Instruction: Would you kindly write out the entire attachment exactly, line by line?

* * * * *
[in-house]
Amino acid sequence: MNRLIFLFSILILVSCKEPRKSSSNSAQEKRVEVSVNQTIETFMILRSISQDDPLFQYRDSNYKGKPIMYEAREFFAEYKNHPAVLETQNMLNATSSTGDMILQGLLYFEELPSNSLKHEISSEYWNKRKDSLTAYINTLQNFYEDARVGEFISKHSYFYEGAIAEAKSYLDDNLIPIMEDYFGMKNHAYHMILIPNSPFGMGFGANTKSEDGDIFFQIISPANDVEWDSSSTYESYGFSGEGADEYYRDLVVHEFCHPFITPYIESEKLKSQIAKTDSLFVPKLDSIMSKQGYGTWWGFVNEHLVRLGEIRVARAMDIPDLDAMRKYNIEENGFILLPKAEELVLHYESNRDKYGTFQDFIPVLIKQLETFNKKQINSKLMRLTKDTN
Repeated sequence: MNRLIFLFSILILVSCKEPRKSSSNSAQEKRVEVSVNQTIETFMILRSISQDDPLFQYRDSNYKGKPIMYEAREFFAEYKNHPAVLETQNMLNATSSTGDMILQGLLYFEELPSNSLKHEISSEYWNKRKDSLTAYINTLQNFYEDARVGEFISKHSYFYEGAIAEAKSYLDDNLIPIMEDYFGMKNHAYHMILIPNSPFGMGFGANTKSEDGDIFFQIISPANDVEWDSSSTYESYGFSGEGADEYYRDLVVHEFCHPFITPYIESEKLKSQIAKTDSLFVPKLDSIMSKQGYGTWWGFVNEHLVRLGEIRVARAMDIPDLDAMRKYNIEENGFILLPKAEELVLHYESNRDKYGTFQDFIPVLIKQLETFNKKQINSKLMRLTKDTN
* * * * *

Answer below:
[in-house]
Amino acid sequence: MNRLIFLFSILILVSCKEPRKSSSNSAQEKRVEVSVNQTIETFMILRSISQDDPLFQYRDSNYKGKPIMYEAREFFAEYKNHPAVLETQNMLNATSSTGDMILQGLLYFEELPSNSLKHEISSEYWNKRKDSLTAYINTLQNFYEDARVGEFISKHSYFYEGAIAEAKSYLDDNLIPIMEDYFGMKNHAYHMILIPNSPFGMGFGANTKSEDGDIFFQIISPANDVEWDSSSTYESYGFSGEGADEYYRDLVVHEFCHPFITPYIESEKLKSQIAKTDSLFVPKLDSIMSKQGYGTWWGFVNEHLVRLGEIRVARAMDIPDLDAMRKYNIEENGFILLPKAEELVLHYESNRDKYGTFQDFIPVLIKQLETFNKKQINSKLMRLTKDTN
Repeated sequence: MNRLIFLFSILILVSCKEPRKSSSNSAQEKRVEVSVNQTIETFMILRSISQDDPLFQYRDSNYKGKPIMYEAREFFAEYKNHPAVLETQNMLNATSSTGDMILQGLLYFEELPSNSLKHEISSEYWNKRKDSLTAYINTLQNFYEDARVGEFISKHSYFYEGAIAEAKSYLDDNLIPIMEDYFGMKNHAYHMILIPNSPFGMGFGANTKSEDGDIFFQIISPANDVEWDSSSTYESYGFSGEGADEYYRDLVVHEFCHPFITPYIESEKLKSQIAKTDSLFVPKLDSIMSKQGYGTWWGFVNEHLVRLGEIRVARAMDIPDLDAMRKYNIEENGFILLPKAEELVLHYESNRDKYGTFQDFIPVLIKQLETFNKKQINSKLMRLTKDTN